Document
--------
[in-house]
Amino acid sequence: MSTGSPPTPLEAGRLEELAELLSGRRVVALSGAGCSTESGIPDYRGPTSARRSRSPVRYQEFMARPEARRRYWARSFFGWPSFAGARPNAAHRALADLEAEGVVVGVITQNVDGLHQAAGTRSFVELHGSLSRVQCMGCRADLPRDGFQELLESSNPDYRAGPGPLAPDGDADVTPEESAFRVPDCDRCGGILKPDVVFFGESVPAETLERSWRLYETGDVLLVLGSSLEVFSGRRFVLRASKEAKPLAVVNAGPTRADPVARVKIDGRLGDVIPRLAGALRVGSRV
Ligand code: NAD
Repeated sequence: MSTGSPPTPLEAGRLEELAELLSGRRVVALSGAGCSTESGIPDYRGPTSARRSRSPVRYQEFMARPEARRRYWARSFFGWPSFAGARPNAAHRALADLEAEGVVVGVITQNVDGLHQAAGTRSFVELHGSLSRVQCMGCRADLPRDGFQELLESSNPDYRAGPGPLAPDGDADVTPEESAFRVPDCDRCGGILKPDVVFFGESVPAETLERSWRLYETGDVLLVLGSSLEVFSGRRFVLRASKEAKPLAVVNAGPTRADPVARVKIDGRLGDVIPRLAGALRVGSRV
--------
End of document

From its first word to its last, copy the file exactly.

[in-house]
Amino acid sequence: MSTGSPPTPLEAGRLEELAELLSGRRVVALSGAGCSTESGIPDYRGPTSARRSRSPVRYQEFMARPEARRRYWARSFFGWPSFAGARPNAAHRALADLEAEGVVVGVITQNVDGLHQAAGTRSFVELHGSLSRVQCMGCRADLPRDGFQELLESSNPDYRAGPGPLAPDGDADVTPEESAFRVPDCDRCGGILKPDVVFFGESVPAETLERSWRLYETGDVLLVLGSSLEVFSGRRFVLRASKEAKPLAVVNAGPTRADPVARVKIDGRLGDVIPRLAGALRVGSRV
Ligand code: NAD
Repeated sequence: MSTGSPPTPLEAGRLEELAELLSGRRVVALSGAGCSTESGIPDYRGPTSARRSRSPVRYQEFMARPEARRRYWARSFFGWPSFAGARPNAAHRALADLEAEGVVVGVITQNVDGLHQAAGTRSFVELHGSLSRVQCMGCRADLPRDGFQELLESSNPDYRAGPGPLAPDGDADVTPEESAFRVPDCDRCGGILKPDVVFFGESVPAETLERSWRLYETGDVLLVLGSSLEVFSGRRFVLRASKEAKPLAVVNAGPTRADPVARVKIDGRLGDVIPRLAGALRVGSRV